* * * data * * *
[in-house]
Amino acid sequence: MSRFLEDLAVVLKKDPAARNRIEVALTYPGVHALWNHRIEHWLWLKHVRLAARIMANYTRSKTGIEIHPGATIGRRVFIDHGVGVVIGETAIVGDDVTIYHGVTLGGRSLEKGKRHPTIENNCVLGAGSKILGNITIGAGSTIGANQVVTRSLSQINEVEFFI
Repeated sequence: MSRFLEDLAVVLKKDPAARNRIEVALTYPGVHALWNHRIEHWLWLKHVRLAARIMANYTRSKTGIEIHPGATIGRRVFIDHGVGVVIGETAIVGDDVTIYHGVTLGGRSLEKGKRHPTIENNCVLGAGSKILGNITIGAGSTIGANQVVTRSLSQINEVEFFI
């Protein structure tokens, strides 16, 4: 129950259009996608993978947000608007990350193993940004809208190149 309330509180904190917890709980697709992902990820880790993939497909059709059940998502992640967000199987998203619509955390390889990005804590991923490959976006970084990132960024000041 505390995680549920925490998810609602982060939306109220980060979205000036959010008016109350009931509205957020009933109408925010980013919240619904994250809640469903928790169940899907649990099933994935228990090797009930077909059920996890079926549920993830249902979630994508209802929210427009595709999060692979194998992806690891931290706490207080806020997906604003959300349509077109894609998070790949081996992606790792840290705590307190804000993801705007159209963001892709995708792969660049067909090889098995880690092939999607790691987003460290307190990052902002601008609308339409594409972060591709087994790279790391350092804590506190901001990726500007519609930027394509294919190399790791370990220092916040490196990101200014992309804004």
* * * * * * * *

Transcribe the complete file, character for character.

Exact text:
[in-house]
Amino acid sequence: MSRFLEDLAVVLKKDPAARNRIEVALTYPGVHALWNHRIEHWLWLKHVRLAARIMANYTRSKTGIEIHPGATIGRRVFIDHGVGVVIGETAIVGDDVTIYHGVTLGGRSLEKGKRHPTIENNCVLGAGSKILGNITIGAGSTIGANQVVTRSLSQINEVEFFI
Repeated sequence: MSRFLEDLAVVLKKDPAARNRIEVALTYPGVHALWNHRIEHWLWLKHVRLAARIMANYTRSKTGIEIHPGATIGRRVFIDHGVGVVIGETAIVGDDVTIYHGVTLGGRSLEKGKRHPTIENNCVLGAGSKILGNITIGAGSTIGANQVVTRSLSQINEVEFFI
């Protein structure tokens, strides 16, 4: 129950259009996608993978947000608007990350193993940004809208190149 309330509180904190917890709980697709992902990820880790993939497909059709059940998502992640967000199987998203619509955390390889990005804590991923490959976006970084990132960024000041 505390995680549920925490998810609602982060939306109220980060979205000036959010008016109350009931509205957020009933109408925010980013919240619904994250809640469903928790169940899907649990099933994935228990090797009930077909059920996890079926549920993830249902979630994508209802929210427009595709999060692979194998992806690891931290706490207080806020997906604003959300349509077109894609998070790949081996992606790792840290705590307190804000993801705007159209963001892709995708792969660049067909090889098995880690092939999607790691987003460290307190990052902002601008609308339409594409972060591709087994790279790391350092804590506190901001990726500007519609930027394509294919190399790791370990220092916040490196990101200014992309804004």